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I got the following from an ARG (alternate reality game) website called terminal00:

Msp  n.rf  rmu.pbq  rfc  rpsrfyyy  gr  f.u  ,ccI  ,jmuI  .u.wz    q.kc  .q  kw  umpbqy
Rfc  ugIbyyy  ir  gq  ecrrgIe  qrpmIecpy
,rq  F  ´.k  j.hb  Irq  fqp  qo.´bpxxx  Vbpy  qebobyp  pIjbqefkd  qeboby  .iIkd  qeb  tfkapx
Qeb  qtI  ´roobkqpy  qebvyob  gIfkfkdxxx
Jfqqckz  qfbpb  .oc  ksj,bcoqxyx  Wbqxyx  recoc  .pb  Irk´coq  qfbpb.  .  aIbbz  mcof.np?
Ecocb  Gzji  n.qp  gq  .imke  qm  vmry
Ehybo/  Qfvy  Mkcy  XbpIz  Kgkcy  LfIbz  Cmrpx  wkjb 

The original html-comment clue:

<!--Msp n.rf bccncpyyy gr f.u ,ccl ,jmul .u.wz q.kc .q kw umpbqy-->

It looks like it uses some sort of ROT2, ROT3 shift to encode the first 1-2 and 3-4 lines respectively. The last three lines contain letters that repeat, indicating there is some sort of mono-alphabetic cipher. The solution should be a URL or part of a URL. The rest I know is speculative.

EDIT: Added the html-comment clue

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  • 2
    $\begingroup$ Welcome to Puzzling SE! $\endgroup$ – North Mar 21 '18 at 15:05
  • $\begingroup$ reddit.com/r/codes/comments/85ed8t/cipher_riddle $\endgroup$ – somebody Mar 21 '18 at 22:12
  • 1
    $\begingroup$ @somebody that is my post. I wanted to keep things free from my assumptions. Nonetheless I'm stuck at the same place where other have too (so far). $\endgroup$ – What Mar 21 '18 at 22:30
  • $\begingroup$ @SimpleMath well your assumptions so far look completely accurate, we just need to find out what to do from there. e.g. the / looks kinda suspicious, and so does the last line with all those 4/5 letter words) $\endgroup$ – somebody Mar 22 '18 at 1:10
  • $\begingroup$ Thanks to Pex_Juv on reddit we now know that there is an elliptical rot cipher. That is changing the rot between 2 and 3 for each letter. $\endgroup$ – What Mar 22 '18 at 16:44
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As you stated, ROT2 and ROT3 help a little bit

ROT2:

Our p.th tow.rds the truthaaa it h.w ,eeK ,lowK .w.yb s.me .s my wordsa
The wiKdaaa kt is gettiKg stroKgera
,ts H ´.m l.jd Kts hsr sq.´drzzz Xdra sgdqdar rKldsghmf sgdqda .kKmf sgd vhmcrz
Sgd svK ´tqqdmsra sgdxaqd iKhmhmfzzz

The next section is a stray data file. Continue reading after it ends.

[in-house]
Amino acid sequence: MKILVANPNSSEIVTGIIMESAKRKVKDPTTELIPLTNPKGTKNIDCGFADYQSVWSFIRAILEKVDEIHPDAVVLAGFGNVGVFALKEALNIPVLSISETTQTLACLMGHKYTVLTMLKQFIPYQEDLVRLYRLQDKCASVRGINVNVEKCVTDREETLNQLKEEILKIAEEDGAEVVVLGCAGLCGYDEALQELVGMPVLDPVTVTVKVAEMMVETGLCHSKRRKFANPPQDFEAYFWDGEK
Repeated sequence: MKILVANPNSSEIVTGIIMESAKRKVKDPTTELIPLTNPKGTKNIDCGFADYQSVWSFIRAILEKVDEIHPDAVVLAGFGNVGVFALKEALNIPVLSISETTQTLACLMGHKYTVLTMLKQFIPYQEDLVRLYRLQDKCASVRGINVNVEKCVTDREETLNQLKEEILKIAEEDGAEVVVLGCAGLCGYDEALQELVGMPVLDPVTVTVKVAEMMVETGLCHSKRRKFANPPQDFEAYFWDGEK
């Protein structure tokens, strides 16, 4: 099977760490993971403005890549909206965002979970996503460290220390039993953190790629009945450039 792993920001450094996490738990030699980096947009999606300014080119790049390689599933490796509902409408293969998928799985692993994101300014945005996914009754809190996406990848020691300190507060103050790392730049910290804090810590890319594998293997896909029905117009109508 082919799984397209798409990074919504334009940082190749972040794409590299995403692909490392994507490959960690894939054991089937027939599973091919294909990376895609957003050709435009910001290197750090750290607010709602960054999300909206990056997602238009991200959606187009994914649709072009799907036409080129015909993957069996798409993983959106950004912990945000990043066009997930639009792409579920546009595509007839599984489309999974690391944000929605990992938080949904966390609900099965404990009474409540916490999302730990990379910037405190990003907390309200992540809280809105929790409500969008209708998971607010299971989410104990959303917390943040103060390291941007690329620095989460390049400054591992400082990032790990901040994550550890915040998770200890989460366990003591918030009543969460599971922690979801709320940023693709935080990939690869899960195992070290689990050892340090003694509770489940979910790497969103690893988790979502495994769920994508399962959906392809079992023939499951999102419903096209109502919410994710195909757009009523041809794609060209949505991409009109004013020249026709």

ROT3:

Pvs q.ui upx.set uif usvuibbb ju i.x ,ffL ,mpxL .x.zc t.nf .t nz xpsetb
Uif xjLebbb lu jt hfuujLh tuspLhfsb
,ut I ´.n m.ke Lut its tr.´esaaa Yesb therebs sLmething thereb .lLng the windsa
The twL ´urrentsb theybre jLiningaaa

Mixing them together give us:

Our p.th tow.rds the truth it h.w ,eeK ,lowK .w.y s.me .s my words
The wiKd kt is gettiKg stroKger
,ut I ´.n m.ke Lut its tr.´es Yes theres sLmething there .lLng the winds
The twL ´urrents theyre jLining

The next step is replacing some letters with each others :

K => n
L => o
´=> c
.=>a
,=>b

this give us:

Our path towards the truth it haw been blown away same as my words
The wind kt is getting stronger
but I can make out its traces Yes theres something there along the winds
The two currents theyre joining

but that doesn't work for the last lines, must be another encryption

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  • $\begingroup$ The letters are replaced with the character three chars up $\endgroup$ – somebody Mar 21 '18 at 22:15
2
+50
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Robert Garrett have already posted a similar answer on reddit. However, he didn't explain how he got it.

After a while it becomes obvious that letter 'I' in the original code is actually 'l' lost during some data operation. So, we replace it as is.

Now for the first part.

Let's imagine it's all a single code, without any stretches. Then (as we have seen rot-2 approximation) '.' is definitely 'a' and 'y' is definitely '.'. Why is so? Well, my assumption is, the rotation wheel contains not only alphabet, but also punctuation. Basing on found terms, the wheel is "abcdefghijklmnopqrstuvwxyz.,", giving us, as it is:
Our path towards the truth... it haw been blown away, same as my words.